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The recent launch of Meta’s Threads app has amplified the discussion around digital accessibility and further illustrated its importance. Like any new platform, Threads has received both praise and criticism. Our team has been exploring the app, and although the jury is still out overall, there is no denying that its initial lack of accessibility features is problematic. For example, the app failed to include the ability to add user-generated alt text for images, a feature crucial for visually impaired users.
While there is little doubt that this issue will be addressed in future updates, it’s a reminder that accessibility isn’t limited to the physical realm and the users who rely on these tools should be a priority.
Regardless of whether your company has an app, accessibility needs to be considered for websites, social media posts and digital content. This ensures that all users, regardless of their physical abilities, can access the same information and services.
Accessible content not only benefits disabled users but also improves the overall user experience. It can lead to increased customer satisfaction, a wider customer base and improved customer retention. Additionally, many of the steps that are taken to make a website more accessible also increase the effectiveness of its SEO.
It is important to understand that accessibility isn’t just a matter of good business practice—it’s also a legal requirement for many companies operating in the U.S. Although the Americans with Disabilities Act (ADA) was initially created to make physical spaces more accessible, the scope has been expanded to include the digital realm.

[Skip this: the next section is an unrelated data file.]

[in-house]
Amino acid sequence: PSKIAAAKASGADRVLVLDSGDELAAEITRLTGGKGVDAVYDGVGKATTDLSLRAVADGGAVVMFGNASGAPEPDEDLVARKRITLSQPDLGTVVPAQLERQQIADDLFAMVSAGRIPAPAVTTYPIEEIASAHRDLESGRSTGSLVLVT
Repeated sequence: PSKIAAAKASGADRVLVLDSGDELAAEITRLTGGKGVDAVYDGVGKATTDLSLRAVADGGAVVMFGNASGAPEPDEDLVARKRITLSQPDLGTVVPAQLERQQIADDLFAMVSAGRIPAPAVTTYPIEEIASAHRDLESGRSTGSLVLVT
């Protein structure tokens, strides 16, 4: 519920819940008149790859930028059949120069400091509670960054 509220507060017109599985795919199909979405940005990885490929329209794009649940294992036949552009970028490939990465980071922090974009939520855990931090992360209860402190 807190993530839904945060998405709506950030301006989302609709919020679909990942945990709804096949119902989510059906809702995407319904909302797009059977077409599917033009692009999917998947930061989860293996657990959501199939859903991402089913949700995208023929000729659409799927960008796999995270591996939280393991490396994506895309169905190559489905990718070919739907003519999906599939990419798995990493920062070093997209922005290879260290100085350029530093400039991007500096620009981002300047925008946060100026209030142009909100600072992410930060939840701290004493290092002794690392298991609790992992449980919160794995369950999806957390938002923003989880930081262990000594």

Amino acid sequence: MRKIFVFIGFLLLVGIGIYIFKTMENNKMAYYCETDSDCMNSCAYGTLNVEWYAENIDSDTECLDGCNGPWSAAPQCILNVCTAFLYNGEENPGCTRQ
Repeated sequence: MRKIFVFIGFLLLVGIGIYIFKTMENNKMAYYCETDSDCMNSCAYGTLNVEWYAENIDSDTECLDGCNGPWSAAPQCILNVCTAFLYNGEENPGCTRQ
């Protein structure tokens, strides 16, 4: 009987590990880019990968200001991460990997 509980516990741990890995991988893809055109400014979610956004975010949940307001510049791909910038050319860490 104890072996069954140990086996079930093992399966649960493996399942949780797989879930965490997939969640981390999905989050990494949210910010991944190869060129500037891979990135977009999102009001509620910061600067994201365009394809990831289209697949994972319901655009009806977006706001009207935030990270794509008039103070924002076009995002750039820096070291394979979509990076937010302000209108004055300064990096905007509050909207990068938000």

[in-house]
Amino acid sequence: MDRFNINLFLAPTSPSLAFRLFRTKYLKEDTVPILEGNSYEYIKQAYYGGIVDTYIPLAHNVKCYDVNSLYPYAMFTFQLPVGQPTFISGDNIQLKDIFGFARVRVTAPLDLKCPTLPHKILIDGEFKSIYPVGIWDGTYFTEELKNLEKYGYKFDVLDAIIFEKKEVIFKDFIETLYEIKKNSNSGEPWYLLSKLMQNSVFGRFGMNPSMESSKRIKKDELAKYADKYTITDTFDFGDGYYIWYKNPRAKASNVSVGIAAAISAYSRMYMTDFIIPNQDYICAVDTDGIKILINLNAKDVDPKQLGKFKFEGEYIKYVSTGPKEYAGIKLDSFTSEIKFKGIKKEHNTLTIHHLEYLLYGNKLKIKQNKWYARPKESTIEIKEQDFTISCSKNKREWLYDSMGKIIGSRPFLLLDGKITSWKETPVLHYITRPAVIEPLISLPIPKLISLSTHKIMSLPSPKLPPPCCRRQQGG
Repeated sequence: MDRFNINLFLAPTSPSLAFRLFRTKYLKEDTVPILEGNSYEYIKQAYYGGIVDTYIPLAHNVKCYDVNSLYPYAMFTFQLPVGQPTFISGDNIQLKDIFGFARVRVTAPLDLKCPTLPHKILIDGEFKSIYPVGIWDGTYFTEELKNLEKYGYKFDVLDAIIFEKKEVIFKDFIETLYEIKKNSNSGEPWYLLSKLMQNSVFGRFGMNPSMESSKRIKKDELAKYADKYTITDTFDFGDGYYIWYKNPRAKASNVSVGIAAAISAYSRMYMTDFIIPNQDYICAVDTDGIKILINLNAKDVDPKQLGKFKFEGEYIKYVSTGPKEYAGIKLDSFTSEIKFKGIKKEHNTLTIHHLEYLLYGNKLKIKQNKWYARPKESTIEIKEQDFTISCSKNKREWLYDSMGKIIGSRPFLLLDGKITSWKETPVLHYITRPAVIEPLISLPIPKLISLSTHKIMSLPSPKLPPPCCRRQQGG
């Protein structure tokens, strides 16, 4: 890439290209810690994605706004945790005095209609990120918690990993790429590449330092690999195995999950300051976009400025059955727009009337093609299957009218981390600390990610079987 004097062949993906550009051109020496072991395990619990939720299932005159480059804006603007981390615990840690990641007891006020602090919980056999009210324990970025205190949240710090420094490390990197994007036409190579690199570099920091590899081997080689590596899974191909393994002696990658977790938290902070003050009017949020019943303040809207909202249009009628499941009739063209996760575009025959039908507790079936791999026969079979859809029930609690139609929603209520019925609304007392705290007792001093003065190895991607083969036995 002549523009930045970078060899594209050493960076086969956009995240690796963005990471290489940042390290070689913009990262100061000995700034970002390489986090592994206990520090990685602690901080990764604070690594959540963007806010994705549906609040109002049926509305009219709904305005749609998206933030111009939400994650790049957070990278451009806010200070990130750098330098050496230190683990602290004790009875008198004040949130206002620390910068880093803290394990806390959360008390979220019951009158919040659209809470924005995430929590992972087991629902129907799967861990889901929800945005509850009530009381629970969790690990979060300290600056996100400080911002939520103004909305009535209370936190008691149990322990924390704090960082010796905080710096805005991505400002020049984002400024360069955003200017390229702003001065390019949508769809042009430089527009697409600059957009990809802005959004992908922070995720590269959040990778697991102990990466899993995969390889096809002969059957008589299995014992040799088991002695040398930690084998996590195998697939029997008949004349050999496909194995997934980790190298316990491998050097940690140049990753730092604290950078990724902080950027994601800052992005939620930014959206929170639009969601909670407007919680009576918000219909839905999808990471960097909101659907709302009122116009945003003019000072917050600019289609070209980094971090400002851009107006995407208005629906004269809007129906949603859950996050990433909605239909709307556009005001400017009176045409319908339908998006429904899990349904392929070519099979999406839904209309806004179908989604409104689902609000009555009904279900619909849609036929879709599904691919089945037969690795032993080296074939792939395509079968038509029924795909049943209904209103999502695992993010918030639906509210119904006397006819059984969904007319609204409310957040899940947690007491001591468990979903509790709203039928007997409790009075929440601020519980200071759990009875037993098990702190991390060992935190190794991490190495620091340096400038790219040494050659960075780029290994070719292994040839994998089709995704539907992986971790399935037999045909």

Most businesses fall under the category of “public accommodation” as defined by Title III of the ADA , making it essential that your website is accessible in order to avoid lawsuits and hefty fines.
Many companies use the Web Content Accessibility Guidelines (WCAG) as a benchmark for website accessibility. These guidelines provide recommendations for making web content accessible to people with a variety of disabilities. While the ADA doesn’t specifically mention the WCAG, following these guidelines can help ensure website accessibility and reduce the risk of ADA-related legal issues.
The first step to creating a more accessible online experience is to conduct an audit of your existing digital platforms, including your website and social media content. This will help you identify any potential accessibility barriers and provide a clear picture of where improvements can be made.
As part of our commitment to fostering digital inclusivity, we’re currently offering a complimentary website accessibility review. Our team will assess your website against established accessibility guidelines, such as the WCAG, identify areas for improvement and provide you with practical recommendations. Learn more: https://bit.ly/freeaccessibilityreport
Whether it’s an app, a website or a social media post, accessibility shouldn’t be seen as a feature, but a necessity. By prioritizing it online and off, we can create a more inclusive world. Want to learn more about how we can support your company’s DEIA efforts? Don’t hesitate to get in touch with us by sending a message to email@example.com or call +1-415-351-2227.
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